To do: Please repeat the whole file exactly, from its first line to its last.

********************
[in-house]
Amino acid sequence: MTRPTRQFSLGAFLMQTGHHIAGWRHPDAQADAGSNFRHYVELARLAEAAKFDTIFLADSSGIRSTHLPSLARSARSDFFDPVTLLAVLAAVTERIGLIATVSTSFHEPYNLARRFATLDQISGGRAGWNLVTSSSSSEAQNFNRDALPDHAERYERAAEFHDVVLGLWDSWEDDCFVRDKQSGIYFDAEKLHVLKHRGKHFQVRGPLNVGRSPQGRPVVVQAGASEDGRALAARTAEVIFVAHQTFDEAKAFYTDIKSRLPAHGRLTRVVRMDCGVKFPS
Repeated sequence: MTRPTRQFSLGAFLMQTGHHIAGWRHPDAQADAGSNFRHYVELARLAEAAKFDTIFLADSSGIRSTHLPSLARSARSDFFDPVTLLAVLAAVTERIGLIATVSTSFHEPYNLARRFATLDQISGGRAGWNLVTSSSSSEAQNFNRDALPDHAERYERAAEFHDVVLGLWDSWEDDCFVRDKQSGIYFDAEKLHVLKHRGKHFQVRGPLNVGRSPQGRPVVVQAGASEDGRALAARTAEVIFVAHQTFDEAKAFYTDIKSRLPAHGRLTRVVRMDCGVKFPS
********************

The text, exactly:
[in-house]
Amino acid sequence: MTRPTRQFSLGAFLMQTGHHIAGWRHPDAQADAGSNFRHYVELARLAEAAKFDTIFLADSSGIRSTHLPSLARSARSDFFDPVTLLAVLAAVTERIGLIATVSTSFHEPYNLARRFATLDQISGGRAGWNLVTSSSSSEAQNFNRDALPDHAERYERAAEFHDVVLGLWDSWEDDCFVRDKQSGIYFDAEKLHVLKHRGKHFQVRGPLNVGRSPQGRPVVVQAGASEDGRALAARTAEVIFVAHQTFDEAKAFYTDIKSRLPAHGRLTRVVRMDCGVKFPS
Repeated sequence: MTRPTRQFSLGAFLMQTGHHIAGWRHPDAQADAGSNFRHYVELARLAEAAKFDTIFLADSSGIRSTHLPSLARSARSDFFDPVTLLAVLAAVTERIGLIATVSTSFHEPYNLARRFATLDQISGGRAGWNLVTSSSSSEAQNFNRDALPDHAERYERAAEFHDVVLGLWDSWEDDCFVRDKQSGIYFDAEKLHVLKHRGKHFQVRGPLNVGRSPQGRPVVVQAGASEDGRALAARTAEVIFVAHQTFDEAKAFYTDIKSRLPAHGRLTRVVRMDCGVKFPS